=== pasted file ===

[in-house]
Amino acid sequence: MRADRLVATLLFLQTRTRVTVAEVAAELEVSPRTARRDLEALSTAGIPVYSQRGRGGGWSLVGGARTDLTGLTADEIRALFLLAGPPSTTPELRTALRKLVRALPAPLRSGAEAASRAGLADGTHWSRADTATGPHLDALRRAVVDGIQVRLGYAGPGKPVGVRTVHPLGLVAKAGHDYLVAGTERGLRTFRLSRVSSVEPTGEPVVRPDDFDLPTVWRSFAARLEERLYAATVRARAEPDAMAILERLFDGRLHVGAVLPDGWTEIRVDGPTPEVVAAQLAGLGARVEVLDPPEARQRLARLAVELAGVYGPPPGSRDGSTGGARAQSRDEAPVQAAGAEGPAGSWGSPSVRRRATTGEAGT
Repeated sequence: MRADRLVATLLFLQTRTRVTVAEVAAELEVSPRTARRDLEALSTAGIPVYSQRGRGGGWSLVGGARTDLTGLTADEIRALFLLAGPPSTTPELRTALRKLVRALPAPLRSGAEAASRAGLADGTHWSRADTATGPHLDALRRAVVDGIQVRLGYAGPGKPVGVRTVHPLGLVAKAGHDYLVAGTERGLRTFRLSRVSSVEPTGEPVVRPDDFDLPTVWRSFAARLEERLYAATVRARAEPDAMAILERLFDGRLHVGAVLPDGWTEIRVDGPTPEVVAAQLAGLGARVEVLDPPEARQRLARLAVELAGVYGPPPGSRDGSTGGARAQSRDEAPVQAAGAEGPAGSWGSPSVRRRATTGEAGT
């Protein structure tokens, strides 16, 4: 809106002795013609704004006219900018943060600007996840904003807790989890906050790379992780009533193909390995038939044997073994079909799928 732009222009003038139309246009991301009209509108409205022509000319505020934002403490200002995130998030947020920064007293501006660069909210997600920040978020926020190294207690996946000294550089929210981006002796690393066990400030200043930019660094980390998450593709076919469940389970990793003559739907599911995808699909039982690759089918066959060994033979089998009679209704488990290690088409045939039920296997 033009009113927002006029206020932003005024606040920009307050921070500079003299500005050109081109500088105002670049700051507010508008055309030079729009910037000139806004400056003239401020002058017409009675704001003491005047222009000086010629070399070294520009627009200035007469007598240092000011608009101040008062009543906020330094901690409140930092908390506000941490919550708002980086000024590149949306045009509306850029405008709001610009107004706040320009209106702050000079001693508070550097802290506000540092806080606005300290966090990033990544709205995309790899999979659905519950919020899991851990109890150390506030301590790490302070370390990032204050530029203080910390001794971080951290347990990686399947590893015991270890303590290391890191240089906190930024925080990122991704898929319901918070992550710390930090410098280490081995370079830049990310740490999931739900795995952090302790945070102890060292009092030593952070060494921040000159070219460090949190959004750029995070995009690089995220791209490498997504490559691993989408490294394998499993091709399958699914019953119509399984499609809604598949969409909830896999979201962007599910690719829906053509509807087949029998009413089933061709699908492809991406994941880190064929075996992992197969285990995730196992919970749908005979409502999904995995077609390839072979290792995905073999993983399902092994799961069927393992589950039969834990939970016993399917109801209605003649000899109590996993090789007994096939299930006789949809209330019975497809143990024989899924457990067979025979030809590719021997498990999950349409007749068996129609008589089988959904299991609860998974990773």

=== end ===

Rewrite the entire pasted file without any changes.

[in-house]
Amino acid sequence: MRADRLVATLLFLQTRTRVTVAEVAAELEVSPRTARRDLEALSTAGIPVYSQRGRGGGWSLVGGARTDLTGLTADEIRALFLLAGPPSTTPELRTALRKLVRALPAPLRSGAEAASRAGLADGTHWSRADTATGPHLDALRRAVVDGIQVRLGYAGPGKPVGVRTVHPLGLVAKAGHDYLVAGTERGLRTFRLSRVSSVEPTGEPVVRPDDFDLPTVWRSFAARLEERLYAATVRARAEPDAMAILERLFDGRLHVGAVLPDGWTEIRVDGPTPEVVAAQLAGLGARVEVLDPPEARQRLARLAVELAGVYGPPPGSRDGSTGGARAQSRDEAPVQAAGAEGPAGSWGSPSVRRRATTGEAGT
Repeated sequence: MRADRLVATLLFLQTRTRVTVAEVAAELEVSPRTARRDLEALSTAGIPVYSQRGRGGGWSLVGGARTDLTGLTADEIRALFLLAGPPSTTPELRTALRKLVRALPAPLRSGAEAASRAGLADGTHWSRADTATGPHLDALRRAVVDGIQVRLGYAGPGKPVGVRTVHPLGLVAKAGHDYLVAGTERGLRTFRLSRVSSVEPTGEPVVRPDDFDLPTVWRSFAARLEERLYAATVRARAEPDAMAILERLFDGRLHVGAVLPDGWTEIRVDGPTPEVVAAQLAGLGARVEVLDPPEARQRLARLAVELAGVYGPPPGSRDGSTGGARAQSRDEAPVQAAGAEGPAGSWGSPSVRRRATTGEAGT
């Protein structure tokens, strides 16, 4: 809106002795013609704004006219900018943060600007996840904003807790989890906050790379992780009533193909390995038939044997073994079909799928 732009222009003038139309246009991301009209509108409205022509000319505020934002403490200002995130998030947020920064007293501006660069909210997600920040978020926020190294207690996946000294550089929210981006002796690393066990400030200043930019660094980390998450593709076919469940389970990793003559739907599911995808699909039982690759089918066959060994033979089998009679209704488990290690088409045939039920296997 033009009113927002006029206020932003005024606040920009307050921070500079003299500005050109081109500088105002670049700051507010508008055309030079729009910037000139806004400056003239401020002058017409009675704001003491005047222009000086010629070399070294520009627009200035007469007598240092000011608009101040008062009543906020330094901690409140930092908390506000941490919550708002980086000024590149949306045009509306850029405008709001610009107004706040320009209106702050000079001693508070550097802290506000540092806080606005300290966090990033990544709205995309790899999979659905519950919020899991851990109890150390506030301590790490302070370390990032204050530029203080910390001794971080951290347990990686399947590893015991270890303590290391890191240089906190930024925080990122991704898929319901918070992550710390930090410098280490081995370079830049990310740490999931739900795995952090302790945070102890060292009092030593952070060494921040000159070219460090949190959004750029995070995009690089995220791209490498997504490559691993989408490294394998499993091709399958699914019953119509399984499609809604598949969409909830896999979201962007599910690719829906053509509807087949029998009413089933061709699908492809991406994941880190064929075996992992197969285990995730196992919970749908005979409502999904995995077609390839072979290792995905073999993983399902092994799961069927393992589950039969834990939970016993399917109801209605003649000899109590996993090789007994096939299930006789949809209330019975497809143990024989899924457990067979025979030809590719021997498990999950349409007749068996129609008589089988959904299991609860998974990773």